The present invention provides a method and apparatus for designing storage systems. In accordance with the present invention, stores are clustered together into clusters, or aggregates, by using one clustering technique or a combination of two or more clustering techniques that enables a reduction in the number of constraint calculations that need to be performed. By reducing the number of constraint calculations that need to be performed, workload assignments can be generated in a reasonably short amount of time, thus enabling larger, more complex storage systems to be designed.
The clustering techniques preferably include one or more of the following: (1) clustering a certain number of stores together, (2) clustering stores together into clusters that have storage capacity requirements that allow no more than a particular number of clusters to be placed on a logical unit (LU), and (3) clustering stores together into clusters having bandwidth requirements that allow no more than a particular number of clusters to be placed on a logical unit (LU). One of these techniques, or a combination of two or more of these techniques, can be utilized to reduce constraint calculations.
In accordance with the preferred embodiment of the present invention, techniques (2) and (3) are combined to produce a robust storage system design tool and method that enable the number of constraint calculations, particularly the computationally intensive phased utilization constraint calculations, to be drastically reduced.
Furthermore, the present invention includes a variety of ways of selecting the order in which stores are considered while being clustered. The ways in which the stores are ordered preferably includes the following: (1) selecting the order based on the order in which the stores are presented to the storage designer, (2) selecting the order after sorting the stores based on one or more store or stream attributes, such as capacity and I/O rate, for example, (3) selecting the order after grouping similar stores together; (4) selecting the order after grouping dissimilar stores together, and (4) selecting the order such that the stores are dynamically-chosen in combination with the clustering algorithm, thereby enabling the mixture of different store requirements to be balanced.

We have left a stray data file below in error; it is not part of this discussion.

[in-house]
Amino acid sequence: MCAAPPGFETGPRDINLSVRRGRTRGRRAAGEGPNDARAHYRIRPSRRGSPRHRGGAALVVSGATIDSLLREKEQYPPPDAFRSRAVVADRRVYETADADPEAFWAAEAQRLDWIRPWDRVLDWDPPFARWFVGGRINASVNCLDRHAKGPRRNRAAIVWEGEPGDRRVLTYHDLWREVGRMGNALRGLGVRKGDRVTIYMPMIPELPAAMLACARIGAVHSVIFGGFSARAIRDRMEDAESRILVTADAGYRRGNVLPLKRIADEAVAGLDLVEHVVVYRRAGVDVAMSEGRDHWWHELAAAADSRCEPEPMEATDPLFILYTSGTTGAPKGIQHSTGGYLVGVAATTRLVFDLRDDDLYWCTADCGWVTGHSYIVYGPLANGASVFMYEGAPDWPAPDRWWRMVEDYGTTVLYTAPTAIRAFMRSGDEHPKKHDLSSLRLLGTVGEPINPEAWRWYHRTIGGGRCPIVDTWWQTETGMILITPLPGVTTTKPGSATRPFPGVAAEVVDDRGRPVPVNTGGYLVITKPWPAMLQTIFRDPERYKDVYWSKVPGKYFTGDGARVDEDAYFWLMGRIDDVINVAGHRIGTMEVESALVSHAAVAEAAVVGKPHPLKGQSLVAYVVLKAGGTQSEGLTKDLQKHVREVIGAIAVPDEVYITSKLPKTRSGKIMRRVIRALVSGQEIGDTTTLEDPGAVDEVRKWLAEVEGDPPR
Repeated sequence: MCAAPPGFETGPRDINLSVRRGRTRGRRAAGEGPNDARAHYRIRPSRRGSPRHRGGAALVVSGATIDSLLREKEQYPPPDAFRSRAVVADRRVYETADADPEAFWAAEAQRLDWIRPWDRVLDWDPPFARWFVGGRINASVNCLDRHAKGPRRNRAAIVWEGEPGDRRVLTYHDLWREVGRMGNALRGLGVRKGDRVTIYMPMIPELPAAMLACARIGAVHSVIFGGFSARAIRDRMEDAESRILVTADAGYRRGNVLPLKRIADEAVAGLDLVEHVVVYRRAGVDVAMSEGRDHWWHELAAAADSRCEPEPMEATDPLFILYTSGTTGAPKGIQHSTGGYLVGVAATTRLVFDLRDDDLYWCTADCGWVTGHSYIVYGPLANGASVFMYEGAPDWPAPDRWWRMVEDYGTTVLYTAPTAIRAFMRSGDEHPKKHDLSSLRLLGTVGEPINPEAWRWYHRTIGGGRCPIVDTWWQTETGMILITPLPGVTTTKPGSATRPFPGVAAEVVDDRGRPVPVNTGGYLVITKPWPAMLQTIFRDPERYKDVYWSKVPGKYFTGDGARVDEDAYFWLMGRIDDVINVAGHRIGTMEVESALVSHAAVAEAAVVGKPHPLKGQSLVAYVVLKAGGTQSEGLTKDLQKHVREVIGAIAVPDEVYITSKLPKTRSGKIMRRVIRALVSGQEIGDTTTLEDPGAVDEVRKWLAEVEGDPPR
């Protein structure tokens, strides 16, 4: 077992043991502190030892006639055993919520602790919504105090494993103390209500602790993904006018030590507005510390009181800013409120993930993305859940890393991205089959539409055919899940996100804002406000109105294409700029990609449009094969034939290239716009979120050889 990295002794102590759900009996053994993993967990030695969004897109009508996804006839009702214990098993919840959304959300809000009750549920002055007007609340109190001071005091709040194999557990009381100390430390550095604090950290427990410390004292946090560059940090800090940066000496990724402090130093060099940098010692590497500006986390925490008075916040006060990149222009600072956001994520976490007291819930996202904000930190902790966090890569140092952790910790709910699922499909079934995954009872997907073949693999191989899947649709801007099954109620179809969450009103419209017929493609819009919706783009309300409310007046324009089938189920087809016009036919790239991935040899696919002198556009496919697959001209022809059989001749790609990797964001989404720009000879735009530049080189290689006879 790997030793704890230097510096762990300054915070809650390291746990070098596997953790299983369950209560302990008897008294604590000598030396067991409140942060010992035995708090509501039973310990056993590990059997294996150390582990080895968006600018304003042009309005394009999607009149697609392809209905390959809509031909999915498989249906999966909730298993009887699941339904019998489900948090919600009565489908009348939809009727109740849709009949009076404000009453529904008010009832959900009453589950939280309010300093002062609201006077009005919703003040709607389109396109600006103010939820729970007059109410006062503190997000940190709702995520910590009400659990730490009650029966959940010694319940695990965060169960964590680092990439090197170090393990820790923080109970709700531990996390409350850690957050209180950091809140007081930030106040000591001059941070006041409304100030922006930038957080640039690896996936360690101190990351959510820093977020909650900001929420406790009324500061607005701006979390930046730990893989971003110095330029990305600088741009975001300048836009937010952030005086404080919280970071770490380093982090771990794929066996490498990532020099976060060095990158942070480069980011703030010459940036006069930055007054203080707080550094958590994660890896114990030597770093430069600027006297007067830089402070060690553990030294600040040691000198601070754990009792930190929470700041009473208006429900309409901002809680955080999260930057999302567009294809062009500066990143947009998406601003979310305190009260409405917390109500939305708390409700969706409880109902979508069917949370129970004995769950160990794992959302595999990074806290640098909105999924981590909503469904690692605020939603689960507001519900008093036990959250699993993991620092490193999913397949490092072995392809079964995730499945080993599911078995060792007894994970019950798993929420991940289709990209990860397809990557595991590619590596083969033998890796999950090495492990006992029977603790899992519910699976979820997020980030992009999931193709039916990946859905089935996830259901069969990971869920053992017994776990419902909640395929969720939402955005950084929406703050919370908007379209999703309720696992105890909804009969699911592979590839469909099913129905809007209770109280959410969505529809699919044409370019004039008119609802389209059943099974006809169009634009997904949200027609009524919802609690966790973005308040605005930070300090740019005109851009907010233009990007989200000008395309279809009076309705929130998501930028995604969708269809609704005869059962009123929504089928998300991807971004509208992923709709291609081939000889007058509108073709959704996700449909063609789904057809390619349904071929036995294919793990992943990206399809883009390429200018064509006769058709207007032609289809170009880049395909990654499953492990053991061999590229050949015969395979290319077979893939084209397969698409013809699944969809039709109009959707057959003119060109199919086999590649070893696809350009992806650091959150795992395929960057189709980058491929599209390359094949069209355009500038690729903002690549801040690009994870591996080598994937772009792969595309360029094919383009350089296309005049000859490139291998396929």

Other features and advantages of the present invention will become apparent from the following discussion, drawings and claims.
In accordance with the present invention, a method is provided for reducing the number of constraint calculations that must be performed when computing storage assignments for workloads, thereby reducing the overall amount of time required to compute the storage assignments. The method of the present invention includes several distinct techniques for reducing the constraint calculations. Any one of the techniques can be used without the others to reduce the number of constraint calculations. Alternatively, two or more of these techniques can be combined to achieve a more robust method for reducing the number of constraint calculations that must be performed. A detailed discussion of each of these techniques and the manner in which they can be combined to reduce constraint calculations will now be provided.
The storage system design tool 1 of the present invention comprises a computer 5, as shown in
The term “computer”, as that term is used herein, is intended to denote any machine capable of receiving an input and of processing the input in accordance with a rule set to compute an output. Therefore, the computer 5 of the present invention is not limited to any particular type of computer or logic configuration. Those skilled in the art will understand the manner in which various logical configurations can be implemented to achieve the functions of the storage design tool 1 of the present invention.
The first step in the process is to configure the storage device(s) that are going to be used for storing the stores and associated streams, as indicated by block 12. The type of device(s) that the stores/streams will be placed on is known a priori and this information is utilized to determine the size of the LU that will be used. This information is then utilized to calculate the initial cluster size, as indicated by block 14.